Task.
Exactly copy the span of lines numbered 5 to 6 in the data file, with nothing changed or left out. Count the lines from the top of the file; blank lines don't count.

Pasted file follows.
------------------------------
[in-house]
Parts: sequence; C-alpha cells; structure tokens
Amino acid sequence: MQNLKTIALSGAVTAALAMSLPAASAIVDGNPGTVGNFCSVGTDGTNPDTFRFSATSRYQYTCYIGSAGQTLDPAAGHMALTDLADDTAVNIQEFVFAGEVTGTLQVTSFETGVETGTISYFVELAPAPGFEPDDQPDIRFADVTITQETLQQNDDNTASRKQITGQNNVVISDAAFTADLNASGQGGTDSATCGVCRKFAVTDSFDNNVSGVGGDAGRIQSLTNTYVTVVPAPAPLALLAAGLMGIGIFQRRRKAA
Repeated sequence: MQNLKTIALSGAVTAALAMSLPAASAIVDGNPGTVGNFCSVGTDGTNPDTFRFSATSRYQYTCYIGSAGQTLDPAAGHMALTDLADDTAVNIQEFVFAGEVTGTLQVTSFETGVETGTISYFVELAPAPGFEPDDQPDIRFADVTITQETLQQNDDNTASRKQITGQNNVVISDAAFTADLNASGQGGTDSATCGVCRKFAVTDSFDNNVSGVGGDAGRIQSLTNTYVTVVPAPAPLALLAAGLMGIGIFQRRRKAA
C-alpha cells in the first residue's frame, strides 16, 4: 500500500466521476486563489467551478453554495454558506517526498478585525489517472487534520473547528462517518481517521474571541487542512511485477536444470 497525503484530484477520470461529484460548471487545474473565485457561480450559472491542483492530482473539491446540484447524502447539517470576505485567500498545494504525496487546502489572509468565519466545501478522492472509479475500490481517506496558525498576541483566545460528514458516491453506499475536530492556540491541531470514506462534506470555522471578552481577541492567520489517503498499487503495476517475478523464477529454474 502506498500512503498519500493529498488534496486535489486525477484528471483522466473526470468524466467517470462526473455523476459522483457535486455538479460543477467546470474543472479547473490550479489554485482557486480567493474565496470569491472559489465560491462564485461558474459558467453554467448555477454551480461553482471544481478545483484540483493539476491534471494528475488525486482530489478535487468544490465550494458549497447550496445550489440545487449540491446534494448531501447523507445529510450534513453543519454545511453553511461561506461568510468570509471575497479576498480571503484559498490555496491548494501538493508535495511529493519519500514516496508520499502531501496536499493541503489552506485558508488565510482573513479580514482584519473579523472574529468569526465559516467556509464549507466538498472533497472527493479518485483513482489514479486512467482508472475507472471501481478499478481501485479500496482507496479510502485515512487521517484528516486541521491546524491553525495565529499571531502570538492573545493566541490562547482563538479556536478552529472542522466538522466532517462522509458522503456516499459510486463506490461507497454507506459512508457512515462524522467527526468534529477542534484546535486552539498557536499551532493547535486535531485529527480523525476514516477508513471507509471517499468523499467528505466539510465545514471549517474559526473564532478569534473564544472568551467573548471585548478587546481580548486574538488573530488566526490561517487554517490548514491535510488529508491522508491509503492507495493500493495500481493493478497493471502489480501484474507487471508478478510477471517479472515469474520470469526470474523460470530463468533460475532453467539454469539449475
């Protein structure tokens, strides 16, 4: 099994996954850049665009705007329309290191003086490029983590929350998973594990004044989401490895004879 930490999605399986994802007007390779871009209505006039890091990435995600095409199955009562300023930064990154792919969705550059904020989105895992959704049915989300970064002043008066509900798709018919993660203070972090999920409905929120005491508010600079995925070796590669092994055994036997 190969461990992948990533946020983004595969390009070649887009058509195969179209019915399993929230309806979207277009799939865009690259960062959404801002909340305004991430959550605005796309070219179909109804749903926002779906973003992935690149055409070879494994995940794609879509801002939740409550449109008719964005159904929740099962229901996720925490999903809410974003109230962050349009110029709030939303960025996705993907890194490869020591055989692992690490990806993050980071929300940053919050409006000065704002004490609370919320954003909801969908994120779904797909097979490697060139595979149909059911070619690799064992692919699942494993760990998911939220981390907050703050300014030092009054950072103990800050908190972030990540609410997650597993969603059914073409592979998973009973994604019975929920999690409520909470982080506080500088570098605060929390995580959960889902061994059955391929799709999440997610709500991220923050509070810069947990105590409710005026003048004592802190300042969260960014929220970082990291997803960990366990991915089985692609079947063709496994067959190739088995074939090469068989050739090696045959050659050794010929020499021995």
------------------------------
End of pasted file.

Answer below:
C-alpha cells in the first residue's frame, strides 16, 4: 500500500466521476486563489467551478453554495454558506517526498478585525489517472487534520473547528462517518481517521474571541487542512511485477536444470 497525503484530484477520470461529484460548471487545474473565485457561480450559472491542483492530482473539491446540484447524502447539517470576505485567500498545494504525496487546502489572509468565519466545501478522492472509479475500490481517506496558525498576541483566545460528514458516491453506499475536530492556540491541531470514506462534506470555522471578552481577541492567520489517503498499487503495476517475478523464477529454474 502506498500512503498519500493529498488534496486535489486525477484528471483522466473526470468524466467517470462526473455523476459522483457535486455538479460543477467546470474543472479547473490550479489554485482557486480567493474565496470569491472559489465560491462564485461558474459558467453554467448555477454551480461553482471544481478545483484540483493539476491534471494528475488525486482530489478535487468544490465550494458549497447550496445550489440545487449540491446534494448531501447523507445529510450534513453543519454545511453553511461561506461568510468570509471575497479576498480571503484559498490555496491548494501538493508535495511529493519519500514516496508520499502531501496536499493541503489552506485558508488565510482573513479580514482584519473579523472574529468569526465559516467556509464549507466538498472533497472527493479518485483513482489514479486512467482508472475507472471501481478499478481501485479500496482507496479510502485515512487521517484528516486541521491546524491553525495565529499571531502570538492573545493566541490562547482563538479556536478552529472542522466538522466532517462522509458522503456516499459510486463506490461507497454507506459512508457512515462524522467527526468534529477542534484546535486552539498557536499551532493547535486535531485529527480523525476514516477508513471507509471517499468523499467528505466539510465545514471549517474559526473564532478569534473564544472568551467573548471585548478587546481580548486574538488573530488566526490561517487554517490548514491535510488529508491522508491509503492507495493500493495500481493493478497493471502489480501484474507487471508478478510477471517479472515469474520470469526470474523460470530463468533460475532453467539454469539449475
């Protein structure tokens, strides 16, 4: 099994996954850049665009705007329309290191003086490029983590929350998973594990004044989401490895004879 930490999605399986994802007007390779871009209505006039890091990435995600095409199955009562300023930064990154792919969705550059904020989105895992959704049915989300970064002043008066509900798709018919993660203070972090999920409905929120005491508010600079995925070796590669092994055994036997 190969461990992948990533946020983004595969390009070649887009058509195969179209019915399993929230309806979207277009799939865009690259960062959404801002909340305004991430959550605005796309070219179909109804749903926002779906973003992935690149055409070879494994995940794609879509801002939740409550449109008719964005159904929740099962229901996720925490999903809410974003109230962050349009110029709030939303960025996705993907890194490869020591055989692992690490990806993050980071929300940053919050409006000065704002004490609370919320954003909801969908994120779904797909097979490697060139595979149909059911070619690799064992692919699942494993760990998911939220981390907050703050300014030092009054950072103990800050908190972030990540609410997650597993969603059914073409592979998973009973994604019975929920999690409520909470982080506080500088570098605060929390995580959960889902061994059955391929799709999440997610709500991220923050509070810069947990105590409710005026003048004592802190300042969260960014929220970082990291997803960990366990991915089985692609079947063709496994067959190739088995074939090469068989050739090696045959050659050794010929020499021995």